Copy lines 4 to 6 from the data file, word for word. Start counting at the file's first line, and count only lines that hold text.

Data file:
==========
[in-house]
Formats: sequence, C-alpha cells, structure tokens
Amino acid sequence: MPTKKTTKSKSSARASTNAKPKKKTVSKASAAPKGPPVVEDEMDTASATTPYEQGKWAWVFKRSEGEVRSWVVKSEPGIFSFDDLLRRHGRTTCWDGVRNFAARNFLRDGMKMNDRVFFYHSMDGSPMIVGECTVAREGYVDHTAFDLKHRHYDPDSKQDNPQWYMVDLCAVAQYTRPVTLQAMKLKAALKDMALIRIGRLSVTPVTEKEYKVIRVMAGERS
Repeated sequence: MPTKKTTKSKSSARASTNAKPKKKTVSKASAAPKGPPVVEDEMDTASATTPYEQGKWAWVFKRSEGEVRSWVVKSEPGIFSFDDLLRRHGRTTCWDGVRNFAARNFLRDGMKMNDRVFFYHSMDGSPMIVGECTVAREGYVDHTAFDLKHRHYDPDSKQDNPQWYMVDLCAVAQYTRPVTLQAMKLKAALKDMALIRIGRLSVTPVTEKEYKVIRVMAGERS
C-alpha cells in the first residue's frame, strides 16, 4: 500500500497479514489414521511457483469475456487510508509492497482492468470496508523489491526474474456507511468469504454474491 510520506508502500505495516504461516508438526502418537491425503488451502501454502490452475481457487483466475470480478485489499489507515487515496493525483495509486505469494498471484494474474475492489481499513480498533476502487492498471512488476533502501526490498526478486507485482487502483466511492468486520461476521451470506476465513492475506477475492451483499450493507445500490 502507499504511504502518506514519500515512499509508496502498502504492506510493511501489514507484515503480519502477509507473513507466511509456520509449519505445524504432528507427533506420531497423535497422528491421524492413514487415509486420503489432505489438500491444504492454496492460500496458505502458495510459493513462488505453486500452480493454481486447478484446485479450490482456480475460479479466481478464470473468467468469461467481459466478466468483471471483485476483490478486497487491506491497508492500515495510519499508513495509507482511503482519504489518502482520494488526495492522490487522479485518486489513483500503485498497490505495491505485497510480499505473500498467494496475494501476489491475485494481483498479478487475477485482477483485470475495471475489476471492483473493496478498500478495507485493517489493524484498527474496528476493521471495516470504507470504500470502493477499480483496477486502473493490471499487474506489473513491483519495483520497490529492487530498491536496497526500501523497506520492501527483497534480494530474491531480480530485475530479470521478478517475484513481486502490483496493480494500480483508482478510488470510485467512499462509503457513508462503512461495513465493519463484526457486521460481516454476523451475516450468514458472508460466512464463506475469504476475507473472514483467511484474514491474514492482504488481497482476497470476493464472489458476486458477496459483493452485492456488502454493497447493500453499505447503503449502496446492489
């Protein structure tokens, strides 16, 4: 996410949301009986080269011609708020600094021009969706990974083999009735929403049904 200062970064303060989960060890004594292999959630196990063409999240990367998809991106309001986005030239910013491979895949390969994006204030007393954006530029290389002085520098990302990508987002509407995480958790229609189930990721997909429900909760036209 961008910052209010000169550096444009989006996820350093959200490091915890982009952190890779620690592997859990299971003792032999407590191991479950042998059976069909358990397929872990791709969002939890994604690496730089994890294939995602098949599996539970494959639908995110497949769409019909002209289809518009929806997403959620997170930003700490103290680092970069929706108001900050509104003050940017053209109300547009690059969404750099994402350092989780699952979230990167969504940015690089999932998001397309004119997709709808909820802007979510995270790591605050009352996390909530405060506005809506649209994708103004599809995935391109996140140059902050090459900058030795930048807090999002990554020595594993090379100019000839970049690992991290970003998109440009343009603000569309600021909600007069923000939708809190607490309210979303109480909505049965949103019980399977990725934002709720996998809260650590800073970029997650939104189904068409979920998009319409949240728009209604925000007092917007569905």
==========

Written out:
Repeated sequence: MPTKKTTKSKSSARASTNAKPKKKTVSKASAAPKGPPVVEDEMDTASATTPYEQGKWAWVFKRSEGEVRSWVVKSEPGIFSFDDLLRRHGRTTCWDGVRNFAARNFLRDGMKMNDRVFFYHSMDGSPMIVGECTVAREGYVDHTAFDLKHRHYDPDSKQDNPQWYMVDLCAVAQYTRPVTLQAMKLKAALKDMALIRIGRLSVTPVTEKEYKVIRVMAGERS
C-alpha cells in the first residue's frame, strides 16, 4: 500500500497479514489414521511457483469475456487510508509492497482492468470496508523489491526474474456507511468469504454474491 510520506508502500505495516504461516508438526502418537491425503488451502501454502490452475481457487483466475470480478485489499489507515487515496493525483495509486505469494498471484494474474475492489481499513480498533476502487492498471512488476533502501526490498526478486507485482487502483466511492468486520461476521451470506476465513492475506477475492451483499450493507445500490 502507499504511504502518506514519500515512499509508496502498502504492506510493511501489514507484515503480519502477509507473513507466511509456520509449519505445524504432528507427533506420531497423535497422528491421524492413514487415509486420503489432505489438500491444504492454496492460500496458505502458495510459493513462488505453486500452480493454481486447478484446485479450490482456480475460479479466481478464470473468467468469461467481459466478466468483471471483485476483490478486497487491506491497508492500515495510519499508513495509507482511503482519504489518502482520494488526495492522490487522479485518486489513483500503485498497490505495491505485497510480499505473500498467494496475494501476489491475485494481483498479478487475477485482477483485470475495471475489476471492483473493496478498500478495507485493517489493524484498527474496528476493521471495516470504507470504500470502493477499480483496477486502473493490471499487474506489473513491483519495483520497490529492487530498491536496497526500501523497506520492501527483497534480494530474491531480480530485475530479470521478478517475484513481486502490483496493480494500480483508482478510488470510485467512499462509503457513508462503512461495513465493519463484526457486521460481516454476523451475516450468514458472508460466512464463506475469504476475507473472514483467511484474514491474514492482504488481497482476497470476493464472489458476486458477496459483493452485492456488502454493497447493500453499505447503503449502496446492489
């Protein structure tokens, strides 16, 4: 996410949301009986080269011609708020600094021009969706990974083999009735929403049904 200062970064303060989960060890004594292999959630196990063409999240990367998809991106309001986005030239910013491979895949390969994006204030007393954006530029290389002085520098990302990508987002509407995480958790229609189930990721997909429900909760036209 961008910052209010000169550096444009989006996820350093959200490091915890982009952190890779620690592997859990299971003792032999407590191991479950042998059976069909358990397929872990791709969002939890994604690496730089994890294939995602098949599996539970494959639908995110497949769409019909002209289809518009929806997403959620997170930003700490103290680092970069929706108001900050509104003050940017053209109300547009690059969404750099994402350092989780699952979230990167969504940015690089999932998001397309004119997709709808909820802007979510995270790591605050009352996390909530405060506005809506649209994708103004599809995935391109996140140059902050090459900058030795930048807090999002990554020595594993090379100019000839970049690992991290970003998109440009343009603000569309600021909600007069923000939708809190607490309210979303109480909505049965949103019980399977990725934002709720996998809260650590800073970029997650939104189904068409979920998009319409949240728009209604925000007092917007569905």